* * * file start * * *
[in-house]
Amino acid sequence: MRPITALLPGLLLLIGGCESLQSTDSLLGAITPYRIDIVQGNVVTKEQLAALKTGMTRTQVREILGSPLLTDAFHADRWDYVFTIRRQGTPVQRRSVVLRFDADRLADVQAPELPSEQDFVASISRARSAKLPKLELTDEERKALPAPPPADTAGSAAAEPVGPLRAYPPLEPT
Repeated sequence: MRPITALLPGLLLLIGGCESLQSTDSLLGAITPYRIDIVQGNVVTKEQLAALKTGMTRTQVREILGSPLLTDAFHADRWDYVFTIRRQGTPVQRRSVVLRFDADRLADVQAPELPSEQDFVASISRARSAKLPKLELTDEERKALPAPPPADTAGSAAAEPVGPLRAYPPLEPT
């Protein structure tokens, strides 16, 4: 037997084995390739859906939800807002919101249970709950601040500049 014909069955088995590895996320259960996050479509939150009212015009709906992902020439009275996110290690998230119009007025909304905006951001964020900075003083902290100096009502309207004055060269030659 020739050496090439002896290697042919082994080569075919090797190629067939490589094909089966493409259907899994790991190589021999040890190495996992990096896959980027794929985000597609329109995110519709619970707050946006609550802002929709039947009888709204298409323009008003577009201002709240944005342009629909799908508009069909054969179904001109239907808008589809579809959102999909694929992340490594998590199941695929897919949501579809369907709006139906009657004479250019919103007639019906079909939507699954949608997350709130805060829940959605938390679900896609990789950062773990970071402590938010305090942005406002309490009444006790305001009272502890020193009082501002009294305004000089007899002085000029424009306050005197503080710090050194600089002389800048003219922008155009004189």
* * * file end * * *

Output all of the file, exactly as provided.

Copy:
[in-house]
Amino acid sequence: MRPITALLPGLLLLIGGCESLQSTDSLLGAITPYRIDIVQGNVVTKEQLAALKTGMTRTQVREILGSPLLTDAFHADRWDYVFTIRRQGTPVQRRSVVLRFDADRLADVQAPELPSEQDFVASISRARSAKLPKLELTDEERKALPAPPPADTAGSAAAEPVGPLRAYPPLEPT
Repeated sequence: MRPITALLPGLLLLIGGCESLQSTDSLLGAITPYRIDIVQGNVVTKEQLAALKTGMTRTQVREILGSPLLTDAFHADRWDYVFTIRRQGTPVQRRSVVLRFDADRLADVQAPELPSEQDFVASISRARSAKLPKLELTDEERKALPAPPPADTAGSAAAEPVGPLRAYPPLEPT
């Protein structure tokens, strides 16, 4: 037997084995390739859906939800807002919101249970709950601040500049 014909069955088995590895996320259960996050479509939150009212015009709906992902020439009275996110290690998230119009007025909304905006951001964020900075003083902290100096009502309207004055060269030659 020739050496090439002896290697042919082994080569075919090797190629067939490589094909089966493409259907899994790991190589021999040890190495996992990096896959980027794929985000597609329109995110519709619970707050946006609550802002929709039947009888709204298409323009008003577009201002709240944005342009629909799908508009069909054969179904001109239907808008589809579809959102999909694929992340490594998590199941695929897919949501579809369907709006139906009657004479250019919103007639019906079909939507699954949608997350709130805060829940959605938390679900896609990789950062773990970071402590938010305090942005406002309490009444006790305001009272502890020193009082501002009294305004000089007899002085000029424009306050005197503080710090050194600089002389800048003219922008155009004189």